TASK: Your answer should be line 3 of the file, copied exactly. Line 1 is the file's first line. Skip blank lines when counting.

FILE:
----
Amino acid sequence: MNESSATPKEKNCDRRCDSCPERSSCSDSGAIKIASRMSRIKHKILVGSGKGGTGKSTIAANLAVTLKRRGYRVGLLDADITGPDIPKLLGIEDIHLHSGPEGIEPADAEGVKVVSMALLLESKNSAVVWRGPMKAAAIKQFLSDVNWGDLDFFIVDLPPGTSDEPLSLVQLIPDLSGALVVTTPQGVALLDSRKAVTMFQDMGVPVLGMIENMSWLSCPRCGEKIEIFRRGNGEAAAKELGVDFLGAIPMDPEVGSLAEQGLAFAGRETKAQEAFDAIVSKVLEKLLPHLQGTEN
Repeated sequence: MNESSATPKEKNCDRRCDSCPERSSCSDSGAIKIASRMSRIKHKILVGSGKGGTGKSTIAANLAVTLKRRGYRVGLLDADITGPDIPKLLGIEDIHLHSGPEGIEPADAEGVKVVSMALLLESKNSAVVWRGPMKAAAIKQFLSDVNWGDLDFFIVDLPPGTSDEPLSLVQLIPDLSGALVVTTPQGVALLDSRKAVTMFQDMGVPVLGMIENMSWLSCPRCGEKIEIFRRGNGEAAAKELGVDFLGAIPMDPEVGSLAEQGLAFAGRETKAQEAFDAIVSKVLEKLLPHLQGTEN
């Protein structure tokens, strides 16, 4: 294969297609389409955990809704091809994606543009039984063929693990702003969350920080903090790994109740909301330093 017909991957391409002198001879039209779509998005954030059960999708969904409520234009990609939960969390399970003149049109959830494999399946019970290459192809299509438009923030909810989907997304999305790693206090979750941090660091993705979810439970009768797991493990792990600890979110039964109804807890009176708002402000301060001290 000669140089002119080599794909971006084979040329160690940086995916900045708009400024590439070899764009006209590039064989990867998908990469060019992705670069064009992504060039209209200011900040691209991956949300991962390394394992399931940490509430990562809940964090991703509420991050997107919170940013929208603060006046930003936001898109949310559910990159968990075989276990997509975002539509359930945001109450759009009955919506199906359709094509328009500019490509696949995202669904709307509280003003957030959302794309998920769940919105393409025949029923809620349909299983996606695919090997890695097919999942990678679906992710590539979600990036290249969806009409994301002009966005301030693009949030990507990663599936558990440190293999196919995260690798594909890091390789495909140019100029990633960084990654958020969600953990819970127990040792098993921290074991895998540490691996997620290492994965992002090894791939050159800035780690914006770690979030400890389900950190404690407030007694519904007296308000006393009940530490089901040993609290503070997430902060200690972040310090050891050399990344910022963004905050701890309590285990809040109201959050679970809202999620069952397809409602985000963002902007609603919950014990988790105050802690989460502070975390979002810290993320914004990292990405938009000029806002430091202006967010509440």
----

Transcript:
């Protein structure tokens, strides 16, 4: 294969297609389409955990809704091809994606543009039984063929693990702003969350920080903090790994109740909301330093 017909991957391409002198001879039209779509998005954030059960999708969904409520234009990609939960969390399970003149049109959830494999399946019970290459192809299509438009923030909810989907997304999305790693206090979750941090660091993705979810439970009768797991493990792990600890979110039964109804807890009176708002402000301060001290 000669140089002119080599794909971006084979040329160690940086995916900045708009400024590439070899764009006209590039064989990867998908990469060019992705670069064009992504060039209209200011900040691209991956949300991962390394394992399931940490509430990562809940964090991703509420991050997107919170940013929208603060006046930003936001898109949310559910990159968990075989276990997509975002539509359930945001109450759009009955919506199906359709094509328009500019490509696949995202669904709307509280003003957030959302794309998920769940919105393409025949029923809620349909299983996606695919090997890695097919999942990678679906992710590539979600990036290249969806009409994301002009966005301030693009949030990507990663599936558990440190293999196919995260690798594909890091390789495909140019100029990633960084990654958020969600953990819970127990040792098993921290074991895998540490691996997620290492994965992002090894791939050159800035780690914006770690979030400890389900950190404690407030007694519904007296308000006393009940530490089901040993609290503070997430902060200690972040310090050891050399990344910022963004905050701890309590285990809040109201959050679970809202999620069952397809409602985000963002902007609603919950014990988790105050802690989460502070975390979002810290993320914004990292990405938009000029806002430091202006967010509440």